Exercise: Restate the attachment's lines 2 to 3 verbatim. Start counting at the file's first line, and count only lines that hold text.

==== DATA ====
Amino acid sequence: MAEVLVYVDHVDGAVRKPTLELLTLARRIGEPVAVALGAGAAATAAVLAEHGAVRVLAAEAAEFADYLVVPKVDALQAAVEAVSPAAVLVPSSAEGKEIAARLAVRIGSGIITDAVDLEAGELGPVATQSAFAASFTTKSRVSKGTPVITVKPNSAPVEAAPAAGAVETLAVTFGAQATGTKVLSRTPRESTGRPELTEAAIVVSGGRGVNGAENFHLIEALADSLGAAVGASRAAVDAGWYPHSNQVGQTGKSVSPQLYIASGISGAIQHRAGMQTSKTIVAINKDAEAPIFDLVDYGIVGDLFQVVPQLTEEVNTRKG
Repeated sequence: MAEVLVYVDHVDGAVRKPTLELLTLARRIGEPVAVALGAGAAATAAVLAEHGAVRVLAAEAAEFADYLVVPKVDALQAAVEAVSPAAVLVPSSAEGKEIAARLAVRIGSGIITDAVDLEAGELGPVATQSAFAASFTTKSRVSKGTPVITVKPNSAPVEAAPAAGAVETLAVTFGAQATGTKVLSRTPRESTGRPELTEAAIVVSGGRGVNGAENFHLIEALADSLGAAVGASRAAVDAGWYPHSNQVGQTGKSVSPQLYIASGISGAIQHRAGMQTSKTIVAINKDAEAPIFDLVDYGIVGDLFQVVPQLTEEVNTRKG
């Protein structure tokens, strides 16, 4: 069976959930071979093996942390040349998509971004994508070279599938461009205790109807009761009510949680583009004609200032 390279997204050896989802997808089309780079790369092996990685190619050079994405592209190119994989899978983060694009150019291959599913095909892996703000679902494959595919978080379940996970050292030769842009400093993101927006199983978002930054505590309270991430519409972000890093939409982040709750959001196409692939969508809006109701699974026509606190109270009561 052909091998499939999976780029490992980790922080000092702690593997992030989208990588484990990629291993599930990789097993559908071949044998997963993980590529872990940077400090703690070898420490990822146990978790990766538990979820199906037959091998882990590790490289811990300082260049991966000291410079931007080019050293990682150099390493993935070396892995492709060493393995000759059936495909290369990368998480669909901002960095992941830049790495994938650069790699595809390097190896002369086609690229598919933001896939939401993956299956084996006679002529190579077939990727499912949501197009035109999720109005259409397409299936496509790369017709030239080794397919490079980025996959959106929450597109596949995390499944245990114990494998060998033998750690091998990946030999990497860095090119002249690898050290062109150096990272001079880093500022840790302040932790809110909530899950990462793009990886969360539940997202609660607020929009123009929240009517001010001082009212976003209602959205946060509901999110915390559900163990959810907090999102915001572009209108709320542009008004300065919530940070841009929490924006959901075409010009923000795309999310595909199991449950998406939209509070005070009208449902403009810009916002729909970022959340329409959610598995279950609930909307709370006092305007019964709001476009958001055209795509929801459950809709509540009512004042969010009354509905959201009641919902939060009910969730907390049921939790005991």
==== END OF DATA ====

Repeated sequence: MAEVLVYVDHVDGAVRKPTLELLTLARRIGEPVAVALGAGAAATAAVLAEHGAVRVLAAEAAEFADYLVVPKVDALQAAVEAVSPAAVLVPSSAEGKEIAARLAVRIGSGIITDAVDLEAGELGPVATQSAFAASFTTKSRVSKGTPVITVKPNSAPVEAAPAAGAVETLAVTFGAQATGTKVLSRTPRESTGRPELTEAAIVVSGGRGVNGAENFHLIEALADSLGAAVGASRAAVDAGWYPHSNQVGQTGKSVSPQLYIASGISGAIQHRAGMQTSKTIVAINKDAEAPIFDLVDYGIVGDLFQVVPQLTEEVNTRKG
């Protein structure tokens, strides 16, 4: 069976959930071979093996942390040349998509971004994508070279599938461009205790109807009761009510949680583009004609200032 390279997204050896989802997808089309780079790369092996990685190619050079994405592209190119994989899978983060694009150019291959599913095909892996703000679902494959595919978080379940996970050292030769842009400093993101927006199983978002930054505590309270991430519409972000890093939409982040709750959001196409692939969508809006109701699974026509606190109270009561 052909091998499939999976780029490992980790922080000092702690593997992030989208990588484990990629291993599930990789097993559908071949044998997963993980590529872990940077400090703690070898420490990822146990978790990766538990979820199906037959091998882990590790490289811990300082260049991966000291410079931007080019050293990682150099390493993935070396892995492709060493393995000759059936495909290369990368998480669909901002960095992941830049790495994938650069790699595809390097190896002369086609690229598919933001896939939401993956299956084996006679002529190579077939990727499912949501197009035109999720109005259409397409299936496509790369017709030239080794397919490079980025996959959106929450597109596949995390499944245990114990494998060998033998750690091998990946030999990497860095090119002249690898050290062109150096990272001079880093500022840790302040932790809110909530899950990462793009990886969360539940997202609660607020929009123009929240009517001010001082009212976003209602959205946060509901999110915390559900163990959810907090999102915001572009209108709320542009008004300065919530940070841009929490924006959901075409010009923000795309999310595909199991449950998406939209509070005070009208449902403009810009916002729909970022959340329409959610598995279950609930909307709370006092305007019964709001476009958001055209795509929801459950809709509540009512004042969010009354509905959201009641919902939060009910969730907390049921939790005991």